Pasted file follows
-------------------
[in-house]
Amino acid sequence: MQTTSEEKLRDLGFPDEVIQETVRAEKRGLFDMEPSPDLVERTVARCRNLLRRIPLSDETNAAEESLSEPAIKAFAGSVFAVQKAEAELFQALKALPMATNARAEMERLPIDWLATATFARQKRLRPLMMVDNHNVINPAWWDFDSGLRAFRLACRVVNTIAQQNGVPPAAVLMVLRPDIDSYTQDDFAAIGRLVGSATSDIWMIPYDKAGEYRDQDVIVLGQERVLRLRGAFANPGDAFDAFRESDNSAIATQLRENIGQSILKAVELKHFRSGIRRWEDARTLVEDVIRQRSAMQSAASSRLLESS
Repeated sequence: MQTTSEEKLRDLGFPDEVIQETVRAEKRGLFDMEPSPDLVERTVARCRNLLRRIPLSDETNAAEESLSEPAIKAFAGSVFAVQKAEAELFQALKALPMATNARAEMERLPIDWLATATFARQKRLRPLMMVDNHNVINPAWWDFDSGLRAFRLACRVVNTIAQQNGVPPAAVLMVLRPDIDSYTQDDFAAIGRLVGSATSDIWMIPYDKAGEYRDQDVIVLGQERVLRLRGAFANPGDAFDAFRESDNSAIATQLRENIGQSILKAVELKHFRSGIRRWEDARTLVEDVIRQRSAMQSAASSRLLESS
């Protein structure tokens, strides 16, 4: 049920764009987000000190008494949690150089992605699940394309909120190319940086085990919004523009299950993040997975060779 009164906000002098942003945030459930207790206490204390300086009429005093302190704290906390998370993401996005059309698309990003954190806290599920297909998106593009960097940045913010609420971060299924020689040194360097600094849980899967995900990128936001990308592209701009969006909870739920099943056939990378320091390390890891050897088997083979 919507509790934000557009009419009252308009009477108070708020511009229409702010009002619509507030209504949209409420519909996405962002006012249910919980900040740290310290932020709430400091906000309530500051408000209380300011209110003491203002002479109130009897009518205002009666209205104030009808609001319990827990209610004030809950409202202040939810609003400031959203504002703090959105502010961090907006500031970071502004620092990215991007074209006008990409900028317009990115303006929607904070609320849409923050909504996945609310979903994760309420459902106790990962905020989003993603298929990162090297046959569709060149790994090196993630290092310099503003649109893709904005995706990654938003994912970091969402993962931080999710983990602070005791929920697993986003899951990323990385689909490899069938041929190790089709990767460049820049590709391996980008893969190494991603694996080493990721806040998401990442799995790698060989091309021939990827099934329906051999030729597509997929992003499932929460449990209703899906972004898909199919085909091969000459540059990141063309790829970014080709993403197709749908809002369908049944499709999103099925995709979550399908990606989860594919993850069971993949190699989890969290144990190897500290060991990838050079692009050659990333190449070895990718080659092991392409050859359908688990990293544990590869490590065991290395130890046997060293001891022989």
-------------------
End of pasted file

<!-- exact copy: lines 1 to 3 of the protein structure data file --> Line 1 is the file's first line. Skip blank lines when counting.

[in-house]
Amino acid sequence: MQTTSEEKLRDLGFPDEVIQETVRAEKRGLFDMEPSPDLVERTVARCRNLLRRIPLSDETNAAEESLSEPAIKAFAGSVFAVQKAEAELFQALKALPMATNARAEMERLPIDWLATATFARQKRLRPLMMVDNHNVINPAWWDFDSGLRAFRLACRVVNTIAQQNGVPPAAVLMVLRPDIDSYTQDDFAAIGRLVGSATSDIWMIPYDKAGEYRDQDVIVLGQERVLRLRGAFANPGDAFDAFRESDNSAIATQLRENIGQSILKAVELKHFRSGIRRWEDARTLVEDVIRQRSAMQSAASSRLLESS
Repeated sequence: MQTTSEEKLRDLGFPDEVIQETVRAEKRGLFDMEPSPDLVERTVARCRNLLRRIPLSDETNAAEESLSEPAIKAFAGSVFAVQKAEAELFQALKALPMATNARAEMERLPIDWLATATFARQKRLRPLMMVDNHNVINPAWWDFDSGLRAFRLACRVVNTIAQQNGVPPAAVLMVLRPDIDSYTQDDFAAIGRLVGSATSDIWMIPYDKAGEYRDQDVIVLGQERVLRLRGAFANPGDAFDAFRESDNSAIATQLRENIGQSILKAVELKHFRSGIRRWEDARTLVEDVIRQRSAMQSAASSRLLESS